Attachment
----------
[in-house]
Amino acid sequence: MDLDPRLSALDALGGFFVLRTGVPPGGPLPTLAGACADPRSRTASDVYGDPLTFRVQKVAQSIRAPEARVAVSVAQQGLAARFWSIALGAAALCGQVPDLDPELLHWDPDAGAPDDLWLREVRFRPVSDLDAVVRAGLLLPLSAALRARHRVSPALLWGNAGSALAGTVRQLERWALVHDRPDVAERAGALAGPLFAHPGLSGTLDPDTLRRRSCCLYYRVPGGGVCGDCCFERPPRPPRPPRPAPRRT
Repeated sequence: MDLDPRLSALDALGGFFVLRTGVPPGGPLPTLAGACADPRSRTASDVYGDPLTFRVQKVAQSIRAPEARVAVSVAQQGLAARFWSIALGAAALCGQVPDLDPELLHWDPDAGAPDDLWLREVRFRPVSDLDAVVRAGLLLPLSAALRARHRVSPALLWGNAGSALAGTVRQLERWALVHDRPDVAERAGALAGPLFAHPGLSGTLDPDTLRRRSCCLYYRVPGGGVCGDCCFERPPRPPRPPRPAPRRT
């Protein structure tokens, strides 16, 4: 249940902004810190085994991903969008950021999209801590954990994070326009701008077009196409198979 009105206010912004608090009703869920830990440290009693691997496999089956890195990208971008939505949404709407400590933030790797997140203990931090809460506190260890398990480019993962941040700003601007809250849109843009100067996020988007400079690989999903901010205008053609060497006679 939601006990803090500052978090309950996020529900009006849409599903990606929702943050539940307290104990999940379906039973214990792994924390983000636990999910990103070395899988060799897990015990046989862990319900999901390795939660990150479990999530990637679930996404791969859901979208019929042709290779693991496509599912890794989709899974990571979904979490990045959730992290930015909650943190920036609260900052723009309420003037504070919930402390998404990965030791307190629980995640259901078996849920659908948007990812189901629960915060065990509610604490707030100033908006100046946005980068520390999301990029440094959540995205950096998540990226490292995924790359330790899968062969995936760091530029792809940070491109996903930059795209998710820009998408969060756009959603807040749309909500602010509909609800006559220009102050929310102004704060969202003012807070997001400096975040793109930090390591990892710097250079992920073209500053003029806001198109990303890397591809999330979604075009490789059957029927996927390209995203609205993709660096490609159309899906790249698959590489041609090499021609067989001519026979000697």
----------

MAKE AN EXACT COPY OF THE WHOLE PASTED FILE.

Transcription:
[in-house]
Amino acid sequence: MDLDPRLSALDALGGFFVLRTGVPPGGPLPTLAGACADPRSRTASDVYGDPLTFRVQKVAQSIRAPEARVAVSVAQQGLAARFWSIALGAAALCGQVPDLDPELLHWDPDAGAPDDLWLREVRFRPVSDLDAVVRAGLLLPLSAALRARHRVSPALLWGNAGSALAGTVRQLERWALVHDRPDVAERAGALAGPLFAHPGLSGTLDPDTLRRRSCCLYYRVPGGGVCGDCCFERPPRPPRPPRPAPRRT
Repeated sequence: MDLDPRLSALDALGGFFVLRTGVPPGGPLPTLAGACADPRSRTASDVYGDPLTFRVQKVAQSIRAPEARVAVSVAQQGLAARFWSIALGAAALCGQVPDLDPELLHWDPDAGAPDDLWLREVRFRPVSDLDAVVRAGLLLPLSAALRARHRVSPALLWGNAGSALAGTVRQLERWALVHDRPDVAERAGALAGPLFAHPGLSGTLDPDTLRRRSCCLYYRVPGGGVCGDCCFERPPRPPRPPRPAPRRT
């Protein structure tokens, strides 16, 4: 249940902004810190085994991903969008950021999209801590954990994070326009701008077009196409198979 009105206010912004608090009703869920830990440290009693691997496999089956890195990208971008939505949404709407400590933030790797997140203990931090809460506190260890398990480019993962941040700003601007809250849109843009100067996020988007400079690989999903901010205008053609060497006679 939601006990803090500052978090309950996020529900009006849409599903990606929702943050539940307290104990999940379906039973214990792994924390983000636990999910990103070395899988060799897990015990046989862990319900999901390795939660990150479990999530990637679930996404791969859901979208019929042709290779693991496509599912890794989709899974990571979904979490990045959730992290930015909650943190920036609260900052723009309420003037504070919930402390998404990965030791307190629980995640259901078996849920659908948007990812189901629960915060065990509610604490707030100033908006100046946005980068520390999301990029440094959540995205950096998540990226490292995924790359330790899968062969995936760091530029792809940070491109996903930059795209998710820009998408969060756009959603807040749309909500602010509909609800006559220009102050929310102004704060969202003012807070997001400096975040793109930090390591990892710097250079992920073209500053003029806001198109990303890397591809999330979604075009490789059957029927996927390209995203609205993709660096490609159309899906790249698959590489041609090499021609067989001519026979000697």